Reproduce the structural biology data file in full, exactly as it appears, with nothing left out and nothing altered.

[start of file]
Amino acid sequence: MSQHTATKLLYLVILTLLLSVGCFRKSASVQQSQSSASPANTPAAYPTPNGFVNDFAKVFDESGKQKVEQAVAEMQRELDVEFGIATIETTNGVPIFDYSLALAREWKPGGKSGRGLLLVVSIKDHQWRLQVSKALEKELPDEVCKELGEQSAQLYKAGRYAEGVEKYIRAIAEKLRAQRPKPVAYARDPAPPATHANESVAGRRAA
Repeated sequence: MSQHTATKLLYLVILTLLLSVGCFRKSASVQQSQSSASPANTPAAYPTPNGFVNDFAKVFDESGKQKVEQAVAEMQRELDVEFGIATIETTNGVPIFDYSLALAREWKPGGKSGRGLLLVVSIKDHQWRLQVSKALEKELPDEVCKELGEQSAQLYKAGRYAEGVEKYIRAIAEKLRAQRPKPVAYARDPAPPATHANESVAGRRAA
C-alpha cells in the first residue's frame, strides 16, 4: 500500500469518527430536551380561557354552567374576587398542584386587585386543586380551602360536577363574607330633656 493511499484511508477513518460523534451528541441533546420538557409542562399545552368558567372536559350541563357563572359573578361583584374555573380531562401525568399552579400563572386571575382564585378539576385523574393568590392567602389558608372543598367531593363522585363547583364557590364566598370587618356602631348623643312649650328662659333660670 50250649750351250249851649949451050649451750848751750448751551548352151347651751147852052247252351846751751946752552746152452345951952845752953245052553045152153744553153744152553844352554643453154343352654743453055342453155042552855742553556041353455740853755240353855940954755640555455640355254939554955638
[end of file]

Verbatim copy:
Amino acid sequence: MSQHTATKLLYLVILTLLLSVGCFRKSASVQQSQSSASPANTPAAYPTPNGFVNDFAKVFDESGKQKVEQAVAEMQRELDVEFGIATIETTNGVPIFDYSLALAREWKPGGKSGRGLLLVVSIKDHQWRLQVSKALEKELPDEVCKELGEQSAQLYKAGRYAEGVEKYIRAIAEKLRAQRPKPVAYARDPAPPATHANESVAGRRAA
Repeated sequence: MSQHTATKLLYLVILTLLLSVGCFRKSASVQQSQSSASPANTPAAYPTPNGFVNDFAKVFDESGKQKVEQAVAEMQRELDVEFGIATIETTNGVPIFDYSLALAREWKPGGKSGRGLLLVVSIKDHQWRLQVSKALEKELPDEVCKELGEQSAQLYKAGRYAEGVEKYIRAIAEKLRAQRPKPVAYARDPAPPATHANESVAGRRAA
C-alpha cells in the first residue's frame, strides 16, 4: 500500500469518527430536551380561557354552567374576587398542584386587585386543586380551602360536577363574607330633656 493511499484511508477513518460523534451528541441533546420538557409542562399545552368558567372536559350541563357563572359573578361583584374555573380531562401525568399552579400563572386571575382564585378539576385523574393568590392567602389558608372543598367531593363522585363547583364557590364566598370587618356602631348623643312649650328662659333660670 50250649750351250249851649949451050649451750848751750448751551548352151347651751147852052247252351846751751946752552746152452345951952845752953245052553045152153744553153744152553844352554643453154343352654743453055342453155042552855742553556041353455740853755240353855940954755640555455640355254939554955638